Bissell House is the official residence of UNC Charlotte’s chancellor, and its namesake, Sara Bissell, was devoted not only to her business and family but to the greater Charlotte community.
Dedicated on Nov. 18, 2004, Bissell House has been the venue for hundreds of campus and community events, with Chancellor Philip L. Dubois and his wife Lisa Lewis Dubois offering a gracious welcome to UNC Charlotte students, faculty, staff and visitors. Named the University’s fourth chancellor in early 2005, Dubois and his family became Bissell House’s first occupants.
The 7,500-square-foot facility features 12 rooms and six baths, and its location on aptly named Chancellor’s Place puts it in close proximity to the South Entrance of the University.
Plans for an on-campus residence for the chancellor began under the tenure of Chancellor Emeritus James Woodward. In September 2000, the UNC Charlotte Foundation received authorization from the Council of State to lease a three-acre tract of land on campus to build the house. Once the residence was completed, it became state property. Woodward lived in a University-owned home in the Morrocroft Estates neighborhood of Charlotte; it was sold with the proceeds retained by UNC Charlotte.
Sara Harris Bissell was president and owner of Sara H. Bissell Antiques, a division of Treasures Unlimited Inc. She invested countless hours in serving various community organizations to improve the quality of lives of others. She also traveled the world in search of antiques, which adorn many homes and institutions in the region.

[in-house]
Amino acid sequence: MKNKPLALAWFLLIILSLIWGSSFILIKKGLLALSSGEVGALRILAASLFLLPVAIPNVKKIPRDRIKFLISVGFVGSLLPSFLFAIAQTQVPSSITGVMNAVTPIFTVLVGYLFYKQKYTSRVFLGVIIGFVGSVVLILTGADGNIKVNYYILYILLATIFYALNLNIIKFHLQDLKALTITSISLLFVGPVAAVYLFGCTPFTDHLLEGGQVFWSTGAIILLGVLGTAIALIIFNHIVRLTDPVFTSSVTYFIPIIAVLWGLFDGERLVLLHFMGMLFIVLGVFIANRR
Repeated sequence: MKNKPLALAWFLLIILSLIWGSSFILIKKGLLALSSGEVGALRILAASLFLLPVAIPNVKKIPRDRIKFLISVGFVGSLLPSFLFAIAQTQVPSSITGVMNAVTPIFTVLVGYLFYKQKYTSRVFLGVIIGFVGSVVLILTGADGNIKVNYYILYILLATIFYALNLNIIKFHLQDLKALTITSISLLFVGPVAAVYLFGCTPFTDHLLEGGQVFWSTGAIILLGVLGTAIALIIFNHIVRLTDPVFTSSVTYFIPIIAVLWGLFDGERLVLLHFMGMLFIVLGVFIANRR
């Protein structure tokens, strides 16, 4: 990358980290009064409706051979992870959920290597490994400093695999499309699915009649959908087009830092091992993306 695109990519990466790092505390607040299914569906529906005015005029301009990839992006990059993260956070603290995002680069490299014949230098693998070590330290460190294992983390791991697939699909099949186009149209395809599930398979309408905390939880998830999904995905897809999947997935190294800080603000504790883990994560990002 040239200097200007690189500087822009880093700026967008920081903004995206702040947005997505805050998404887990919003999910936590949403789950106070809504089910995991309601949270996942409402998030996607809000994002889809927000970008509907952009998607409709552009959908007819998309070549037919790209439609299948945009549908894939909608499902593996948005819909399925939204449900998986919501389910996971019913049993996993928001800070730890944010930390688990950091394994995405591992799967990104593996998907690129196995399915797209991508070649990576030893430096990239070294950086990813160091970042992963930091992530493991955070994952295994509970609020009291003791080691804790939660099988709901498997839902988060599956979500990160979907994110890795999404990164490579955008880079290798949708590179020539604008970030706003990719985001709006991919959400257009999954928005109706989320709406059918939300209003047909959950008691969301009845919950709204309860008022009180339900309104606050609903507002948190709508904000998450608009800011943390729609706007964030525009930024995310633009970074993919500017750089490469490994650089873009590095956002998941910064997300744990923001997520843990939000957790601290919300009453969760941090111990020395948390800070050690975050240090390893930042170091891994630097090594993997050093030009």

From 1983 to 1989, Bissell served on the UNC Charlotte Board of Trustees, and she provided leadership and direction in establishing the University’s Distinguished Service Award, which she received in 2006. She also devoted her talent and passion for interior design and decoration during the construction of the chancellor’s residence, later named in her honor.
In the greater Charlotte community, Bissell contributed to a number of causes. She was chair of the Heineman Medical Research Foundation, a director of Good Friends and a life trustee of the Charlotte Country Day School. She also was co-chair of the board of directors of the Alexis de Tocqueville Society and director of the Charlotte Mecklenburg Library, the Children’s Home Society, First Charlotte Bank and the McColl Center for the Visual Arts.
The granddaughter of former N.C. Gov. Cameron Morrison, Bissell was educated at Mt. Vernon Seminary in Washington, D.C., and Bennett Junior College in Millbrook, N.Y. There, she met future husband Howard “Smoky” Bissell.
Sara Bissell’s parents, James and Angelia Harris, established the Harris Foundation, a trust to “promote public good by alleviating suffering, advancing knowledge and enlarging opportunities for the greatest number of people.” The Harris Alumni Center at Johnson Glen is named in their honor.
Bissell, who was born May 25, 1938, died Nov. 8, 2009.
Atkins Library Special Collections contributed to this article.
Photo (lower): Bissell House is under construction in this picture from 2003.